To counter this testimony, the defense produced two firearms experts of their own. The first was James Burns. Burns had worked thirty-two years as a technician for the U.S. Cartridge Company. He too had fired comparison bullets from Sacco's gun. bullet III had a milled groove around it (a cannelure) that had been discontinued in more recent 32-caliber Winchester bullets. Burns had been unable to find any of the older type bullets, so he test fired bullets that most closely resembled the obsolete type. When Burns took the stand he testified that bullet number 3 could have been fired from a Colt automatic but felt that it could also have been fired from a Bayard, a foreign brand handgun. Burns had concluded that regardless of what gun bullet III had been fired from, the weapon’s rifling had been fouled and corroded. As far as he was concerned, the other bullets could have been fired from a Savage, Steyr, or a Walther. Burns showed the jury six of the eight bullets he had fired through Sacco's gun (he had lost two) and pointed out the regular and clean grooves the barrel had made on the bullets. Since bullet III had not been marked with regular, clean grooves, Burns had drawn the conclusion that Sacco’s gun had not fired the fatal bullet.
Of the four experts who had testified, only the prosecution's witness Van Amburgh had any knowledge or experience with the microscope and microphotography. And none of the four experts had considerable experience comparing known and questioned bullets to determine if they had been fired by the same weapon.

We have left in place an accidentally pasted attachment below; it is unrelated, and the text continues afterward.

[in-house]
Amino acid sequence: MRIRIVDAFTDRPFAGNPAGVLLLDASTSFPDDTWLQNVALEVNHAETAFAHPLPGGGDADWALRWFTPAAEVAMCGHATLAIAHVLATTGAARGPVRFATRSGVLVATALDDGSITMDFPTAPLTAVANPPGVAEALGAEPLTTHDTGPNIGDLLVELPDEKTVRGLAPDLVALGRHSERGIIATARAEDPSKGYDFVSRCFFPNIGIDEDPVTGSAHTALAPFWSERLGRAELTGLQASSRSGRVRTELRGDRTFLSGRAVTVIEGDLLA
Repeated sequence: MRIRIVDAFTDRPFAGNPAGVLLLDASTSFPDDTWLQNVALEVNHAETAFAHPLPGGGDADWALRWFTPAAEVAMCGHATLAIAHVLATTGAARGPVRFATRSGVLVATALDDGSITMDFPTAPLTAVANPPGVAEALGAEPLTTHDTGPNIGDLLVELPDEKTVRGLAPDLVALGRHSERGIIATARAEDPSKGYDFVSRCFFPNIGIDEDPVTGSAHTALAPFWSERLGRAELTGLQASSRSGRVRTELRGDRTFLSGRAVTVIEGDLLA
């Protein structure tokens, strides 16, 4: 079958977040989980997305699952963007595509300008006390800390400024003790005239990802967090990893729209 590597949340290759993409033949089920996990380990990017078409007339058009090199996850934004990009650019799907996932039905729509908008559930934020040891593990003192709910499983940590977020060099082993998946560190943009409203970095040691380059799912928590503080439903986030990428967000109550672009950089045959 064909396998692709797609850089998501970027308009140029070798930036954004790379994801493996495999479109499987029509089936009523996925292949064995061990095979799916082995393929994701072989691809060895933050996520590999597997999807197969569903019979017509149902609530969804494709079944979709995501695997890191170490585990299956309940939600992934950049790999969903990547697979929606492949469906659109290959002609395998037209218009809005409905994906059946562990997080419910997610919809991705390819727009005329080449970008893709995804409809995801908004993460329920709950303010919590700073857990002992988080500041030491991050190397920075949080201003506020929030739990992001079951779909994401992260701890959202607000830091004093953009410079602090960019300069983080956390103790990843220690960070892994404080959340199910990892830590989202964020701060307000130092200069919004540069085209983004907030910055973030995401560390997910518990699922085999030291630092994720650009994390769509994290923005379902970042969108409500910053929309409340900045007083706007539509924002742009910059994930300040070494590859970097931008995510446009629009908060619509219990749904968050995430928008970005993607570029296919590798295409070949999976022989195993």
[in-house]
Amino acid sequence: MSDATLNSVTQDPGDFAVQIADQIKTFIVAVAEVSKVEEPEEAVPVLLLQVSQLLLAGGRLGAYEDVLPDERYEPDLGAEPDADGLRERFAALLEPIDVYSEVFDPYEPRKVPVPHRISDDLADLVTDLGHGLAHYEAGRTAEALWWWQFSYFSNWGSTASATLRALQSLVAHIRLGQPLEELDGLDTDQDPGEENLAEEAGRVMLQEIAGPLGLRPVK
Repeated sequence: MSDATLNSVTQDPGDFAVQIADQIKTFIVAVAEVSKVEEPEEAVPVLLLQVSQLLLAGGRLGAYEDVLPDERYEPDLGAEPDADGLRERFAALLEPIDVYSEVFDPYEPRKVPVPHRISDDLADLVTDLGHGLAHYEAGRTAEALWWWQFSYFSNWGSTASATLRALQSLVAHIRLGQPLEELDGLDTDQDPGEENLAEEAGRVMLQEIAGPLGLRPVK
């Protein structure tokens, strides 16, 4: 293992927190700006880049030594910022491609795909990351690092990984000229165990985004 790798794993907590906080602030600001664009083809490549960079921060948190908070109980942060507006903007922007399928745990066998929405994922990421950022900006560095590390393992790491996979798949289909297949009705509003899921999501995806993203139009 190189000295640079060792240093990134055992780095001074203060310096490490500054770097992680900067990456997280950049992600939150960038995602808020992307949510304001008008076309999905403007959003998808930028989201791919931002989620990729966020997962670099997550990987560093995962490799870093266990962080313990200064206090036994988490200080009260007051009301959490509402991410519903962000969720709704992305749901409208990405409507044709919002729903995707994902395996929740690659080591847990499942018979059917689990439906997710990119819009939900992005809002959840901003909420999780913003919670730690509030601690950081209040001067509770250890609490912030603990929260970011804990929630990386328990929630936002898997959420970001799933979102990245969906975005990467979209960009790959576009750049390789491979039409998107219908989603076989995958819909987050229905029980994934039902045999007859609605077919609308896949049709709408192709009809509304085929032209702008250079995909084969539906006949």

In 1921, the true science of firearms identification was just being developed by a handful of men in New York City. Unfortunately, none of these pioneers were as yet involved with the Sacco-Vanzetti case. Except for Van Amburgh, none of the firearms witnesses had any business calling themselves experts. The criminalistics part of the Sacco-Vanzetti case, thus far, was nothing more than an elaborate smoke screen. The prosecution's experts had at least been professional enough to qualify their conclusions.
When he was arrested, Vanzetti was carrying a 38-caliber Harrington & Richardson revolver. There had been no 38-caliber bullets found at the scene, but the murdered bodyguard’s missing gun was a 38-caliber Harrington & Richardson. The prosecution tried to prove that the gun in Vanzetti's possession was the victim's.
The guard had taken his gun in for repair a few days before he was killed, and the gunsmith who had worked on it told the jury he had installed a new firing pin. The gunsmith was unable, however, to positively identify the weapon in Vanzetti's possession as the gun owned by the bodyguard. According to the gunsmith, the gun Vanzetti possessed did have a new firing pin. The defense firearms experts testified that the firing pin in Vanzetti's revolver was not new. Moreover, the defense tried to show that at the time of the murders, the guard was unarmed. The guard was unarmed because he hadn't picked up his gun from the repair shop. When his widow had viewed his body at the funeral home, she supposedly had lamented: “Oh dear, if he had taken my advice and taken the revolver out of the shop he would not be, maybe he would not be in the same condition he is today.”8 The defense also pointed out that it was absurd to believe that a murderer would carry around with him a revolver belonging to the man he had shot, the possession of which would automatically connect him with the crime.